Akbar Al Baker, the often outspoken and sometimes controversial boss of Qatar Airways has said in an interview with the South China Morning Press that the Doha-based airline might never do business with European aircraft manufacturer Airbus ever again because the aerospace giant is threatening legal action against his airline.
A very public spat between the two industry giants took a new twist late last week when Airbus said it was seeing an “independent legal assessment” against an unnamed customer who was attempting to “misrepresent” a paint issue with the A350 aircraft as an airworthiness problem.
The customer in question is believed to be Qatar Airways. So far, the airline has grounded at least 21 of its 53-strong fleet of Airbus A350’s on of the orders of Qatar’s civil aviation regulator over an alleged paint flaw.
Airbus maintains that the paint issue is purely cosmetic and not a safety problem that would require aircraft to be grounded. At least nine A350’s operators are experiencing similar paint issues but only Qatar Airways has grounded the planes citing airworthiness worries.
Airbus says it has suggested solutions to the problem but claims Qatar Airways has dismissed those suggestions “without legitimate justification”.
Qatar Airways has refused to respond to media requests for comment but Al Baker says he now needs to set the record straight over Airbus’ “derogatory” comments made in last week’s statement on the bust up.
He is calling on Airbus to “come out and admit” there’s a problem with the aircraft and has again demanded a permanent repair to the problem.
The issue is caused by paint bubbling and cracking around a metal mesh that covers the A350’s carbon composite fuselage. The mesh is used for lightning protection and Qatar Airways fears the paint issue could affect the lightning protection.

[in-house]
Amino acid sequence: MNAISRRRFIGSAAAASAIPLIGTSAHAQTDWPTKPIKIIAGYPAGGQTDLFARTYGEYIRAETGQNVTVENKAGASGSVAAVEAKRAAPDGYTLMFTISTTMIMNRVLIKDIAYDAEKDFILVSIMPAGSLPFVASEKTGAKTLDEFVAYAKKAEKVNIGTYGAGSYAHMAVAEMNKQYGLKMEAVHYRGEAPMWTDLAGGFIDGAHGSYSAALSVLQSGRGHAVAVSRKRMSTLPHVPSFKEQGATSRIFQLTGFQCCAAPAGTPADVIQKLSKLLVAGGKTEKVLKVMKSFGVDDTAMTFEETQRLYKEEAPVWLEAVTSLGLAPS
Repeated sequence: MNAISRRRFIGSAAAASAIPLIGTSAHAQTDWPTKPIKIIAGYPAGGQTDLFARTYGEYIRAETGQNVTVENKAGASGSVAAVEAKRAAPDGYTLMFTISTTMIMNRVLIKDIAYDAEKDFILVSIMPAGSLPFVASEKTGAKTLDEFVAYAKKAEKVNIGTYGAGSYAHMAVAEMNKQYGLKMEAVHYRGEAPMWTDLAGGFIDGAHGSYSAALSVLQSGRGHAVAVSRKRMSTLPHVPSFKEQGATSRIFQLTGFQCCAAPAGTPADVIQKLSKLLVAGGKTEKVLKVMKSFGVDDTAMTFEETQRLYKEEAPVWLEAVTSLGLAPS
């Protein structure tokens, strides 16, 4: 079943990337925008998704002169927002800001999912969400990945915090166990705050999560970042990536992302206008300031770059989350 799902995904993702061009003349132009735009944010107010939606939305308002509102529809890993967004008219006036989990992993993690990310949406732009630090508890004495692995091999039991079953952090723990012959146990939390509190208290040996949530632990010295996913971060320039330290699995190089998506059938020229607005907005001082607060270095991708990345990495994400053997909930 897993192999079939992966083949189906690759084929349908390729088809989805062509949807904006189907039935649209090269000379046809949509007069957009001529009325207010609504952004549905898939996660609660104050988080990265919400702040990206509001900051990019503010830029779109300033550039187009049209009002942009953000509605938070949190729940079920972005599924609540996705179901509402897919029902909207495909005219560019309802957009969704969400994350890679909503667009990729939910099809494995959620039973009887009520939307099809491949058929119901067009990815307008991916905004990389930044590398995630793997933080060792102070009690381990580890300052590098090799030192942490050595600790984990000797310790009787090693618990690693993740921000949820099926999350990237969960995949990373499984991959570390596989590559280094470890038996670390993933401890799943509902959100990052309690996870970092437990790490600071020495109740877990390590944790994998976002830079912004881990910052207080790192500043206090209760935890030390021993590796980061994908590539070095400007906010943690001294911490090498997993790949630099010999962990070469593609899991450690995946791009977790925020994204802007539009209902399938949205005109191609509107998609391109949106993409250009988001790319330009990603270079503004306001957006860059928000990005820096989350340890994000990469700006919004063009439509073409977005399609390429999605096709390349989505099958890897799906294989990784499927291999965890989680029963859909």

The European Air Safety Agency has dismissed those concerns.
Al Baker, however, is standing firm. “I hope that this condition doesn’t deteriorate further on the other aeroplanes that are already flying, some of which are already showing this condition starting to develop,” he told SCMP, suggesting the regulator might order more aircraft to be grounded.
The airline could sue Airbus if it’s proven that grounding the aircraft was the right decision and that the grounding was necessary because of a manufacturing defect.
The relationship between the two sides now appears to have hit rock bottom. “With Airbus, the damage is very severe. I don’t know how we will be able to work with them again,” Al Baker says.
Airbus had been talking up the possibility of an A350 freighter with Qatar Airways as a possible launch customer. That deal now looks to be in tatters: “How would you expect me to ever do business again with a company that doesn’t care about the customer at all?,” Al Baker commented.
“It only cares about its financial statements and bottom line.”
Airbus says it is “working to re-establish a constructive dialogue” with Qatar Airways.
Last year, Al Baker threatened to never do business with rival aircraft manufacturer Boeing ever again unless it agreed to postpone aircraft deliveries.
Mateusz Maszczynski honed his skills as an international flight attendant at the most prominent airline in the Middle East and has been flying throughout the COVID-19 pandemic for a well-known European airline. Matt is passionate about the aviation industry and has become an expert in passenger experience and human-centric stories. Always keeping an ear close to the ground, Matt's industry insights, analysis and news coverage is frequently relied upon by some of the biggest names in journalism.